There's a "doth protest too much" quality to much of traditional black metal's attitude towards religion. The fascination is, after all, very one-sided; Christianity cares about as much about black metal as black metal cares about Katy Perry, and yet anti-religious angst remains a prominent lyrical theme in the genre. Even more suggestive, though black metal may pay lip service to Satan, the monk robes, incense, and general obsession with religious iconography and ritual tells another story. Black metal may loathe traditional religion, but it also envies its antiquity and mysticism; qualities most black metal bands are eager to embrace and that the faux-spirituality of Satanism and neopaganism don't deliver.
Poland's Batushka embrace the tension between traditional black metal and traditional religion on Litourgiya. Combining black and doom metal aggression with the haunting chants of the Russian orthodox church, the band actually captures the ritualism and esotericism many black metal bands lust after. The rich, sonorous vocals give a depth and texture to Litourgiya's ominous atmospheres on tracks like "Yekteniya 1" and "Yekteniya 6." The impressive lower range of Batushka's vocalist shines throughout the album, delivering more than a few moments of startling resonant depth.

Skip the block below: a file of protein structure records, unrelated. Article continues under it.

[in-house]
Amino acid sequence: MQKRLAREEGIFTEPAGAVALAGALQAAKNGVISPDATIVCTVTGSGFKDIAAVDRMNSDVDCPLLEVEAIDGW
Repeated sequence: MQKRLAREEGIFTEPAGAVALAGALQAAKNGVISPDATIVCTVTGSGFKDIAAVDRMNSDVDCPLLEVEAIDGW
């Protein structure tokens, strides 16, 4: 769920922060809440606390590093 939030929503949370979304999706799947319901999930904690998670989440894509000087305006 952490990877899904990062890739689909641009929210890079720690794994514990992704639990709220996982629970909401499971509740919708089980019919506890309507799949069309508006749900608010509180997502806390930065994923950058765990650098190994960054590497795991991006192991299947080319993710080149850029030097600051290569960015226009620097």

Yet the band's unique style isn't perfect. At times, the chants and riffs battle each other for dominance in the mix. This is black/doom with choral vocals, not a harmonious union between black metal hatred and orthodox liturgy. Litourgiya is an album carried by a gimmick; when the band embraces that gimmick, they produce primeval, mystical atmospheres of deepest dread. When they don't, it's little more than standard black/doom with chanting sprinkled on top for flavor. While Batushka prove they are proficient black metal musicians on tracks like "Yekteniya 2," that's not what the audience is here for. The shrieked vocals on the album usually feel unnecessary, and the strongest tracks give the resonant, solemn vocals center stage.